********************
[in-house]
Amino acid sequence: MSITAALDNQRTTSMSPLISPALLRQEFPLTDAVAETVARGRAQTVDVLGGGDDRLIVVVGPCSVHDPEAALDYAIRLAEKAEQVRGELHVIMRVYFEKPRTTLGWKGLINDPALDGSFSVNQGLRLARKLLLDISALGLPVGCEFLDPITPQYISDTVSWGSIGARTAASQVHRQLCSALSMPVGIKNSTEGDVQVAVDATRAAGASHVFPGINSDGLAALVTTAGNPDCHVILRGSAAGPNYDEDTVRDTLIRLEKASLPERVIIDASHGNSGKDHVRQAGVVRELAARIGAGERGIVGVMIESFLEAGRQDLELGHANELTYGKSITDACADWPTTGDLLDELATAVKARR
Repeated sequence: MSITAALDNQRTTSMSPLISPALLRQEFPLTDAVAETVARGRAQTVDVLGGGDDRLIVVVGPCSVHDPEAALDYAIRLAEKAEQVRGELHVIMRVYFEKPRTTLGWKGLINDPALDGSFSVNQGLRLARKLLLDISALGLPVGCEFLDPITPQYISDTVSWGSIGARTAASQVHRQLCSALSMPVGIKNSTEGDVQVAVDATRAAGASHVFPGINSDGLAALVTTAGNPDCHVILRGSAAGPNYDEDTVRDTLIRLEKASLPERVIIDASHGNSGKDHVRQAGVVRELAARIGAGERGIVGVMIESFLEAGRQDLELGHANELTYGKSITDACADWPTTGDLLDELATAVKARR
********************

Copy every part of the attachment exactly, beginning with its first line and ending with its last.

[in-house]
Amino acid sequence: MSITAALDNQRTTSMSPLISPALLRQEFPLTDAVAETVARGRAQTVDVLGGGDDRLIVVVGPCSVHDPEAALDYAIRLAEKAEQVRGELHVIMRVYFEKPRTTLGWKGLINDPALDGSFSVNQGLRLARKLLLDISALGLPVGCEFLDPITPQYISDTVSWGSIGARTAASQVHRQLCSALSMPVGIKNSTEGDVQVAVDATRAAGASHVFPGINSDGLAALVTTAGNPDCHVILRGSAAGPNYDEDTVRDTLIRLEKASLPERVIIDASHGNSGKDHVRQAGVVRELAARIGAGERGIVGVMIESFLEAGRQDLELGHANELTYGKSITDACADWPTTGDLLDELATAVKARR
Repeated sequence: MSITAALDNQRTTSMSPLISPALLRQEFPLTDAVAETVARGRAQTVDVLGGGDDRLIVVVGPCSVHDPEAALDYAIRLAEKAEQVRGELHVIMRVYFEKPRTTLGWKGLINDPALDGSFSVNQGLRLARKLLLDISALGLPVGCEFLDPITPQYISDTVSWGSIGARTAASQVHRQLCSALSMPVGIKNSTEGDVQVAVDATRAAGASHVFPGINSDGLAALVTTAGNPDCHVILRGSAAGPNYDEDTVRDTLIRLEKASLPERVIIDASHGNSGKDHVRQAGVVRELAARIGAGERGIVGVMIESFLEAGRQDLELGHANELTYGKSITDACADWPTTGDLLDELATAVKARR